• 11.15pm Apollo 11 Launching (ABV2, HSV7, GTV9, ATV0). Approximately 30-40 minutes.

Thursday 17 July

  • 7.30pm Today The Moon (GTV9). Documentary hosted by Kevin Sanders, featuring Nine Network news reporters on location at the NASA training centre in Houston, Texas. Includes recorded interviews with the astronauts and covering their final pre-launch training.

Friday 18 July 

  • 9.32am Apollo 11 (ABV2, HSV7, GTV9, ATV0), direct coverage of trans lunar coast. 15 minutes.

Saturday 19 July

  • 9.32am Apollo 11 (ABV2, HSV7, GTV9, ATV0), direct coverage of trans lunar coast. 15 minutes.
  • From midnight, GTV9 stays on-air overnight with movies, while on stand-by for updates from Apollo 11.

Sunday 20 July

  • 6.02am Apollo 11 lunar orbit (ABV2, HSV7, GTV9). Approximately 15 minutes. (ATV0 delayed at 10.45am) Replays throughout the day across ABV2, HSV7, GTV9 and ATV0.
  • Morning replays of Man On the Moon (HSV7), Prelude To Apollo (GTV9) and Today The Moon (GTV9)
  • 10.15pm Footsteps On The Moon (ATV0). Locally-produced documentary covering the background of space and lunar exploration, compiled from news film sources from around the world. One hour.
  • GTV9 and HSV7 stay on-air overnight.

YouTube: Australian Television Archive

Monday 21 July

  • 3.52am Apollo 11 (GTV9, HSV7). Direct telecast of formation flying of lunar and command modules. 30 minutes. (ABV2, ATV0 delayed at 5.40am)
  • 4.25am Apollo 9 Documentary (HSV7). One hour
  • 6.10am Apollo 11 lunar touchdown (ABV2, HSV7, GTV9, ATV0). Approximately 30-45 minutes. Replayed throughout the morning.
  • 3.57pm Apollo 11 tracking lunar surface from command module (ABV2, HSV7, GTV9, ATV0).
  • 4.12pm Apollo 11 lunar surface walk (ABV2, HSV7, GTV9, ATV0). To approximately 6.52pm.
  • 9.02pm Man On The Moon special (ABV2). Includes highlights of satellite coverage starting with the astronauts’ press conference. One hour.
  • 11.30pm Apollo 11 replay lunar touch down and surface walk (HSV7). Approximately 130 minutes.
  • GTV9 and HSV7 stay on-air overnight with movies, on stand-by for updates.

Tuesday 22 July 

  • 3.30am Apollo 11 direct telecast of lunar lift-off (ABV2, HSV7, GTV9). Approximately 40 minutes.
  • Repeats of lunar lift-off at various times between 6.00am and 9.00am (ABV2, HSV7, GTV9, ATV0) and 12.30pm (HSV7).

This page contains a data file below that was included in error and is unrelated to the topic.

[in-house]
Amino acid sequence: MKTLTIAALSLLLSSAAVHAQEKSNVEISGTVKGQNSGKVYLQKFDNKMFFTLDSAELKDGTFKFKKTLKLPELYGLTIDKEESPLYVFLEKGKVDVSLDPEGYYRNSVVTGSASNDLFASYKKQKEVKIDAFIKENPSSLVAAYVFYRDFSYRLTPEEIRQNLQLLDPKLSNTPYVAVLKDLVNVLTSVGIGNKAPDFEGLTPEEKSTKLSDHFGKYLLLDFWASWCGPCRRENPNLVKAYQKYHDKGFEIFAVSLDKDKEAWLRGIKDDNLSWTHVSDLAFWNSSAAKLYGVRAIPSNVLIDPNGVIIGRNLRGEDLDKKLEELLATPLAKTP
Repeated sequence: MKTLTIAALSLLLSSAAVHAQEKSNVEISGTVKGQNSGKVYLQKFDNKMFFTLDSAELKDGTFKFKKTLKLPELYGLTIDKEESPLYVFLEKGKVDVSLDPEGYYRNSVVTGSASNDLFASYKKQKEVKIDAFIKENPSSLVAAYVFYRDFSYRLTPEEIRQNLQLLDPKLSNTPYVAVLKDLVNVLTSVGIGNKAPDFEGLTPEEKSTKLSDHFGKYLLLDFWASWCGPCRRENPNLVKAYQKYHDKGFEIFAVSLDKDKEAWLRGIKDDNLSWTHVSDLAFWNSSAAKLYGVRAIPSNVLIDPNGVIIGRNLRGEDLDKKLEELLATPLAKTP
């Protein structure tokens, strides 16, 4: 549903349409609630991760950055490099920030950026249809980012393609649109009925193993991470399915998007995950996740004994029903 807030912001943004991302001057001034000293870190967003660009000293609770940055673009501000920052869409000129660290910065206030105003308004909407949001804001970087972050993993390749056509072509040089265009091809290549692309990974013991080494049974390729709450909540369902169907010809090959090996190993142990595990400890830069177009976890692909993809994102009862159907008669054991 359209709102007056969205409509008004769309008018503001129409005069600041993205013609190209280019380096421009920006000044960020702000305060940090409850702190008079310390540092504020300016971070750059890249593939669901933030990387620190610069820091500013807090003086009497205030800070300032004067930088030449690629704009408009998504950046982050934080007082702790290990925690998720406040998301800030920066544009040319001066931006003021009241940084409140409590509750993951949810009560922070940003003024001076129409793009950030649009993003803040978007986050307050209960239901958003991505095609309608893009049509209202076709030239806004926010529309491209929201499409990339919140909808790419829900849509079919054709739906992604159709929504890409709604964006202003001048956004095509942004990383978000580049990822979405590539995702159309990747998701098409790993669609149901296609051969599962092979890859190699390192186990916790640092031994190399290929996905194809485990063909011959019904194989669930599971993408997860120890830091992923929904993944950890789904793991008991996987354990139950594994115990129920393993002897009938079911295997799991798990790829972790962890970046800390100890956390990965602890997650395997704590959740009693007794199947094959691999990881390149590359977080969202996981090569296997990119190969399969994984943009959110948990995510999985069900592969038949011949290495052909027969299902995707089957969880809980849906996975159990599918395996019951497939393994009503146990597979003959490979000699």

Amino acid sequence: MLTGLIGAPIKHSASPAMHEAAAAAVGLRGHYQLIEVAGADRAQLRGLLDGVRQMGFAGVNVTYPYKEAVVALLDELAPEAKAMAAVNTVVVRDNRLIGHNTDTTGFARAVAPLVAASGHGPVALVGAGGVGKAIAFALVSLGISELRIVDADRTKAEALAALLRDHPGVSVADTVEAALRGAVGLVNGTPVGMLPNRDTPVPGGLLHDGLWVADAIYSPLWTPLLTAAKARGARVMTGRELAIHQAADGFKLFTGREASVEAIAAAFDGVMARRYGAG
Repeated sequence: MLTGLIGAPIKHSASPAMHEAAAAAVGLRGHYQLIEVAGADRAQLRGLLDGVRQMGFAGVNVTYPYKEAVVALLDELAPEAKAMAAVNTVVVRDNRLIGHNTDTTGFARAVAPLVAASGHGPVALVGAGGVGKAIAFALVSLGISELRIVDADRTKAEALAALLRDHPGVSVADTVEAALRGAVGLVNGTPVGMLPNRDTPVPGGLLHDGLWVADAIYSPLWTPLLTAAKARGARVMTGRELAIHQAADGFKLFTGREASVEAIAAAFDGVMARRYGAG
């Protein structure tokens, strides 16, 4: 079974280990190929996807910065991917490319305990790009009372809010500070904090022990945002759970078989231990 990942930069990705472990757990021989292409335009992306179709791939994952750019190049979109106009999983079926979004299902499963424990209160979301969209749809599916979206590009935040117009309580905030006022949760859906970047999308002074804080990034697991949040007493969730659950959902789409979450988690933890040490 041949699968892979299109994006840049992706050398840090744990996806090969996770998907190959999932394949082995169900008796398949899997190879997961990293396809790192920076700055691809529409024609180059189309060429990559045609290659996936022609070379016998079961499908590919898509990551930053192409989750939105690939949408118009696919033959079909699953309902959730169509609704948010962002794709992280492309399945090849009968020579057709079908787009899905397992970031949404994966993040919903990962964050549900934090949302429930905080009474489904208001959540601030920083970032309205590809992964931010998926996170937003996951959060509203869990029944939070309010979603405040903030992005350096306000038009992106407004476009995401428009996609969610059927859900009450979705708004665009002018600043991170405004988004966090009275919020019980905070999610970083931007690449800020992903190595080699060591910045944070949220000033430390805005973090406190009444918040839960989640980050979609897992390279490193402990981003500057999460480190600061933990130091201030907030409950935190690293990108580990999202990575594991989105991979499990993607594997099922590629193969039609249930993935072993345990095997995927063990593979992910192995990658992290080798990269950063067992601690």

• GTV9 on-air overnight with movies, on stand-by for updates.

Wednesday 23 July

  • 11.02am Apollo 11 first trans-Earth coast (ABV2, HSV7, GTV9, ATV0). Approximately 15 minutes.
  • GTV9 on-air overnight with movies, on stand-by for updates.

Thursday 24 July

  • 9.02am Apollo 11 second trans-Earth coast (ABV2, HSV7, GTV9, ATV0). Approximately 15 minutes.
  • GTV9 on-air overnight with movies, on stand-by for updates.

Friday 25 July

  • 2.30am Apollo 11 direct coverage of splashdown (audio only — no live TV coverage available) (GTV9)
  • 4.00pm Apollo 11 delayed telecast of splashdown and recovery (ABV2, HSV7, GTV9, ATV0) received from the US via satellite. 30 minutes.
  • GTV9 resumes overnight close down.

In 1970, the Apollo 11 crew receive a special edition TV Week Gold Logie for “Providing TV’s Greatest Moment In Their Moon Telecast”.

Source: The Age, 10 July 1969, 17 July 1969, 24 July 1969. TV Times, 16 July 1969. TV Week, 26 July 1969.



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Obituary: Richard Carter

Actor Richard Carter, star of many television dramas and comedies, has died after a brief illness. He was 65.

Although he had a background in comedy, he was often cast in law enforcement roles. His many TV credits included Vietnam, Bodyline, Rafferty’s Rules, The Flying Doctors, GP, A Country Practice, Wildside, East West 101, Blue Murder, Blue Heelers,  Joanne Lees: Murder in the Outback and comedies Pizza, Stupid Stupid Man, Housos and Rake.

He also did television commercial and voice over work.

Richard Carter is survived by wife Lindsey and daughter Amy.

YouTube: Armidale Region

Source: Lisa Mann Creative Management, IMDB